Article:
LAS VEGAS—Palaie Gaoteote IV is, by many accounts, the No. 1 high school linebacker in the nation.
He plays for three-time defending USA TODAY Super 25 national champion Bishop Gorman, and he’s committed to his childhood favorite college, USC.
But “E.A.,” as he’s affectionately known to his boys, is not a happy camper this week.
For the first time since seventh grade, E.A. lost on a football field—twice.
Gaoteote and his 702 Elite teammates dropped two games during the Pylon 7on7 Las Vegas National Championships, and he’s looking for redemption this weekend in the adidas 7v7 National Championship, also being held in his hometown.
Despite his competitive energy focused on this weekend, Gaoteote took some time to talk to USA TODAY, particularly about his choice to “Fight On” with USC after he graduates in 2018.
“I put everything aside, all my biased opinions … I just looked at it as a school, and as a football school,” said the 6-foot-2, 230-pound five-star athlete. “And just the tradition at USC, the way Coach (Clay) Helton is running stuff, I could just see that it’s going to be special and it’s something I can see me being a part of.”
Gaoteote said there is also a sense of familiarity there, with friends from Hawaii already enrolled, not to mention Class of 2017 Army All-American Bubba Bolden heading there in the fall.
Gaoteote and Bolden bolstered Gorman’s defense this past season, helping the Gaels extend their winning streak to 54 games.
Ultimately, though, Gaoteote said his Ohana—his family—is what helped him decide on picking the Trojans.
“This whole decision was based off me and my family,” said Gaoteote, who registered 68 tackles as a junior. “They’ve been there since Day 1, so they’re going to be there ‘til the last day. They’re going to be there my whole life, through thick and thin. They play a big part in everything.
“That’s basically who you have to sell on a program. If there’s a program showing interest that’s taken interest me, the biggest part, you have to sell my parents. If my parents buy into the program, that’s when I’ll buy into the program.”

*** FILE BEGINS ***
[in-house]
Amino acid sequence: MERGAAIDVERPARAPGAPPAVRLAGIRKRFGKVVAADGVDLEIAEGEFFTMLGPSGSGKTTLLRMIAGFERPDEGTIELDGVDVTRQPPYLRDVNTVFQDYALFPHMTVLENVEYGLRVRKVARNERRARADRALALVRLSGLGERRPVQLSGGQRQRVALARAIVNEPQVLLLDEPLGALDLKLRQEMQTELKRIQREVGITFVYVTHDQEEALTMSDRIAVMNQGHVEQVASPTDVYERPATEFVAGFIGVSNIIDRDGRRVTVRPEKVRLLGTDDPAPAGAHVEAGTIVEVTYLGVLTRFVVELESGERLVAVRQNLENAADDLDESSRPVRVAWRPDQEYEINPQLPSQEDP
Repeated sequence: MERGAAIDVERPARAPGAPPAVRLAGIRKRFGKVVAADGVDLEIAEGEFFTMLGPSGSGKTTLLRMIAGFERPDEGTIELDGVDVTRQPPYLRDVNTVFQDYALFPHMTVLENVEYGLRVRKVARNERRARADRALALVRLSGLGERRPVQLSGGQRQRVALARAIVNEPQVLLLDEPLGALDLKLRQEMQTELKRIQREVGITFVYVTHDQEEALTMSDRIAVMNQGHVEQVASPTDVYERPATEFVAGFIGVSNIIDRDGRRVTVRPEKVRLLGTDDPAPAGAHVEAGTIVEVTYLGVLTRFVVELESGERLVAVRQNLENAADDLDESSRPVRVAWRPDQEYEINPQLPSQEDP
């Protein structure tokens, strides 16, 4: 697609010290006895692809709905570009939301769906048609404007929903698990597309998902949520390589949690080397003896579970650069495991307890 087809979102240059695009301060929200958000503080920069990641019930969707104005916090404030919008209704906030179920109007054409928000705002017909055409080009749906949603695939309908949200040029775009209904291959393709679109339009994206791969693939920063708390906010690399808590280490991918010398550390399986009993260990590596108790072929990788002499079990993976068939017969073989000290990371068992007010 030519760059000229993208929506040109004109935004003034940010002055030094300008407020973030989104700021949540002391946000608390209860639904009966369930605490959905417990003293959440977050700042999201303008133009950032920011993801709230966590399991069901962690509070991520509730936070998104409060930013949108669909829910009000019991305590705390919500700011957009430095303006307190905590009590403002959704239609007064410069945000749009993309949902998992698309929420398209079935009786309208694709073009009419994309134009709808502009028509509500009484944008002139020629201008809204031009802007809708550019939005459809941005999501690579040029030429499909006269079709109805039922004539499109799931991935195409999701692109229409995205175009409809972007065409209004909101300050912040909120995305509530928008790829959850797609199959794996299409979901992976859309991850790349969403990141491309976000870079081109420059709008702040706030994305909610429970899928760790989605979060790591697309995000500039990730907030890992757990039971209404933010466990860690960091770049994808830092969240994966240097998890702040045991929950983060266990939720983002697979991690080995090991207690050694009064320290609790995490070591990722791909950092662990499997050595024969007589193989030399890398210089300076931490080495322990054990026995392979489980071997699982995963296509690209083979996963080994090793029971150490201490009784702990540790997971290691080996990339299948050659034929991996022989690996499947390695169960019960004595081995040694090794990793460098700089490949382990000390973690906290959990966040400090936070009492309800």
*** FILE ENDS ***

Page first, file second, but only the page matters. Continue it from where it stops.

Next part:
Consider the Trojans sold, as Gaoteote was happy to get his recruitment process out of the way so he can enjoy the offseason with his 7-man team, and training for his senior year with the Gaels.
“It’s a great blessing just to have all these schools, but just to get that out of the way, and just for me to (be able to) focus is going to be something special,” Gaoteote said. “It’s going to allow me to work on myself as a player, and as a leader. It’s going to help me learn and grow together with my team.”
Which is something he knows must happen quickly, if Gorman plans to defend its three-time Super 25 title successfully, with key departures heading to college, including Bolden and National Player of the Year Tate Martell.
Gaoteote will anchor the defense, while quarterback Dorian Thompson-Robinson and tight end Brevin Jordan will spearhead the offense.
“Even with (Martell and Bolden) it was a tough battle, we knew we had to work,” Gaoteote said. “This year we’re going to have to work even harder than them. We’re going to have to put Gorman on top again, we have a big target on our back so we know it comes with a lot of responsibility and a lot of hard work.
“We’re all for it. We’re all ready to just sell into the program, and just work as hard as we can.”
And just as Martell made his way through his senior campaign as the face of arguably what’s become the most popular high school program in America, Gaoteote said he’s ready to carry on the tradition and step in and lead his troops.
“I’m all for it. I’ve been watching Tate and how he carries himself, so I’m all for it,” Gaoteote said. “I’m ready to just step up and just be the leader of the team. But I’m not going to be able to do that without the help of Dorian and Brevin.”
Which is what makes 702 Elite even more special for him, as the trio is on the roster, which is made up mostly of Gorman players.
And while he rarely greeted anyone last weekend sans a smile on his face, walking among peers and other nationally ranked football players, he came away with a scowl and one mission for this weekend.
“Football is something I have a passion for, ever since I was two,” he said. “I grew up watching it, so just to come out here and just to play football. Two days, back-to-back-to-back, is, I don’t know how to explain it.
“The trash talk and everything, it adds to the game. It comes with the game. This whole tournament is going to be something fun to watch.”